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A Cultural Political Economy of Urban Visualisations: 'Architecture' and Capitalist Futures

Paul Jones, The University of Liverpool

Wednesday 1st June, 4-5:30pm. W/243

How are urban capitalist projects articulated and made meaningful? Architectural models are representational forms that can be used in such a way as to make visions of capitalist futures more resonant. This paper explores the additional force afforded by the deployment of digital architectural models to the Liverpool Waters project, a planned £5.5bn development of that city’s waterfront. Analysing the models as interpretive representations whose practical use generates context and rationale for the project, the argument is that models allow for: i) visual connections to be forged between Liverpool and waterfront ‘global cities’ elsewhere; ii) a foregrounding of the dramatic scale and character of the transformation proposed by the project (including via a problematisation of the site’s present uses); and iii) a basis for other sets of claims concerning Liverpool Waters to cohere, as illustrated by the public consultation exercises in which models became presentational devices allowing for the visualisation of social claims concerning the development.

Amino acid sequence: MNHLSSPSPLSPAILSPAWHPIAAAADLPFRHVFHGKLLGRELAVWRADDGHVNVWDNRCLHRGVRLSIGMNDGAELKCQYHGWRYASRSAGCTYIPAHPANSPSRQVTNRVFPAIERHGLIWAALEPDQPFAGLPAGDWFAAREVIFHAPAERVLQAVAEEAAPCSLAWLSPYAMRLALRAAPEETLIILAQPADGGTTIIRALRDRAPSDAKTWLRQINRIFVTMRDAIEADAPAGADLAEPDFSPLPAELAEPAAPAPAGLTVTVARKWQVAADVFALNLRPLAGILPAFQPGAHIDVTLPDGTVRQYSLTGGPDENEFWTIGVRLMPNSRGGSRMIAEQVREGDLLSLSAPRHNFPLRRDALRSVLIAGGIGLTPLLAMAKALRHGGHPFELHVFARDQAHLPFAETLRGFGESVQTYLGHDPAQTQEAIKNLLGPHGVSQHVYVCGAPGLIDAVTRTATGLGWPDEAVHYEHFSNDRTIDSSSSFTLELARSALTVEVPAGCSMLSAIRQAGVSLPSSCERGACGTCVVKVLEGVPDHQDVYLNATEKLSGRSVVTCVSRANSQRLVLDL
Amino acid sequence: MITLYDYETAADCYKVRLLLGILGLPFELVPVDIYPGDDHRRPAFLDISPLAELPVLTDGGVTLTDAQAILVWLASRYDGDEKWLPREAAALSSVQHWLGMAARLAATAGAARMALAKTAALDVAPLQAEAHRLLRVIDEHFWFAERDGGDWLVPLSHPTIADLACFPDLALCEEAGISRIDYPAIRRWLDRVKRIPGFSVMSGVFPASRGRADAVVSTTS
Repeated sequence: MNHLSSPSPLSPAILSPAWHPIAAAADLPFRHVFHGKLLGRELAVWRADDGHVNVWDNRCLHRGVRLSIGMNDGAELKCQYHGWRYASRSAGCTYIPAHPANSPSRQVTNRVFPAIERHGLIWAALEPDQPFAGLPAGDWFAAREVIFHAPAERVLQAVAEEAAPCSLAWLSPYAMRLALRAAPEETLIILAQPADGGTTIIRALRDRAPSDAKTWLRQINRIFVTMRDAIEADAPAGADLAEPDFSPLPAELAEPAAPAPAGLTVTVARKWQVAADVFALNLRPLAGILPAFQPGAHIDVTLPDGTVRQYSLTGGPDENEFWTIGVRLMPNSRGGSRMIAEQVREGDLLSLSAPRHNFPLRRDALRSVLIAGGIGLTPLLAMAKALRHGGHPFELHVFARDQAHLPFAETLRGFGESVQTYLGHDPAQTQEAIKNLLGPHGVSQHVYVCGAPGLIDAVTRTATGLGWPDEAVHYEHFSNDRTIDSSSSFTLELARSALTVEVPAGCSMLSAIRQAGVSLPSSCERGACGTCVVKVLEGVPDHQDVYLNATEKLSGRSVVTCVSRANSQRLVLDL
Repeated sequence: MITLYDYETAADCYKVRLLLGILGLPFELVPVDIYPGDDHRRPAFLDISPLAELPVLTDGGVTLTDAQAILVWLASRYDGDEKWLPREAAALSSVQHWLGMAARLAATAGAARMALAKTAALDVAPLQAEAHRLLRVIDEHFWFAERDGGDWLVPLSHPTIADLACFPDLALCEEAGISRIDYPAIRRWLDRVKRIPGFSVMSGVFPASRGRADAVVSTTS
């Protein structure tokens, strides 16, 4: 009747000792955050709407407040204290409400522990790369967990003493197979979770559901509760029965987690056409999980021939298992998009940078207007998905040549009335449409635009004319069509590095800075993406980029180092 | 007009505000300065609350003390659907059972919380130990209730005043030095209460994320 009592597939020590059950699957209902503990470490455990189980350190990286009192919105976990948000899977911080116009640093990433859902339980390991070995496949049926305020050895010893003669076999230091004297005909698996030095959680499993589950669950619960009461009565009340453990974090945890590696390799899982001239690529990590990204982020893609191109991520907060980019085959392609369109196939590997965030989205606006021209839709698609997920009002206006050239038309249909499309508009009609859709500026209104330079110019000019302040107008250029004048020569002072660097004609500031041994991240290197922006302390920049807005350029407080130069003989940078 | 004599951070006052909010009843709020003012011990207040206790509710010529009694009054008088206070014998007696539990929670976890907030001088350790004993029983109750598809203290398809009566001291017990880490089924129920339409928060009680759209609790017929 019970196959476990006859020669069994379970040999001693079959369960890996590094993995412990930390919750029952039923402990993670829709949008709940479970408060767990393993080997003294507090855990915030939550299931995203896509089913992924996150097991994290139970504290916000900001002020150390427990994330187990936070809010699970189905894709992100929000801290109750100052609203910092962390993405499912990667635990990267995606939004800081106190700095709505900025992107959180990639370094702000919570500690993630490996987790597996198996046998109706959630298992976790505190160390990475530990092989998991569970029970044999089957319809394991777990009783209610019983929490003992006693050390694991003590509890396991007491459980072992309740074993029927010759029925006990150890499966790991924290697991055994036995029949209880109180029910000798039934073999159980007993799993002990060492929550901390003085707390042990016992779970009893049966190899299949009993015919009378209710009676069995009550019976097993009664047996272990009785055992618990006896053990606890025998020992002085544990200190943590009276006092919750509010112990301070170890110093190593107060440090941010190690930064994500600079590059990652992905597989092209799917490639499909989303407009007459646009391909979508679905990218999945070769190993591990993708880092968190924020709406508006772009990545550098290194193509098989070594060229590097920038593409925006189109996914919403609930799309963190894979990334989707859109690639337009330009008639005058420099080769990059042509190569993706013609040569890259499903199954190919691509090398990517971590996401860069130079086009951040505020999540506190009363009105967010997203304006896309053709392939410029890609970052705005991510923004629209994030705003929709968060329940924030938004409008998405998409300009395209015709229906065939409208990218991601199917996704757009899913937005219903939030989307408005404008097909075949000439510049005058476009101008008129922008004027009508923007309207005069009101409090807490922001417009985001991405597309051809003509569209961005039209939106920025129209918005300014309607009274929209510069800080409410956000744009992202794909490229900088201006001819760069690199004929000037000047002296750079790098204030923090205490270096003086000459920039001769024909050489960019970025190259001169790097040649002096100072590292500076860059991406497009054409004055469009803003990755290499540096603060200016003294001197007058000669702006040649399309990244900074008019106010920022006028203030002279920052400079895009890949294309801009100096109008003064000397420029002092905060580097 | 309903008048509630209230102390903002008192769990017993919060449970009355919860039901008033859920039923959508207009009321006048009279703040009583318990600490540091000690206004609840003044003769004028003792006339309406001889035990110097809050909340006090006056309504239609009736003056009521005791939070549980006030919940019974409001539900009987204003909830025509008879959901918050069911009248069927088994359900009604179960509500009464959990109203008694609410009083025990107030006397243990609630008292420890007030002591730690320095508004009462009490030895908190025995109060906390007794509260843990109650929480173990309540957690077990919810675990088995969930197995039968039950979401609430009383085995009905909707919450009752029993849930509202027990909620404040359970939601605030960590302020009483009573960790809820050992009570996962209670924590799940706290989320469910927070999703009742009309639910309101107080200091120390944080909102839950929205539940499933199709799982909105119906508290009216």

Accordingly, architectural models are here to be understood as consequential in their

effect, with the display and presentation of models allowing for the co-ordination and integration of other, otherwise disparate, economic claims concerning the future. Precisely due to the other types of mobilisations that such modelling makes possible, critical research must engage with the interpretative frames that architectural models seek to establish and exploit.

Paul Jones is a Senior Lecturer in Sociology at the University of Liverpool. His research centres on the political economy of the urban; recently this has included studies of architecture and the built environment, digital models, regeneration photography, and – with Michael Mair – analysis of the Private Finance Initiative, supermarkets, and contemporary state reform.

Paul Jones Seminar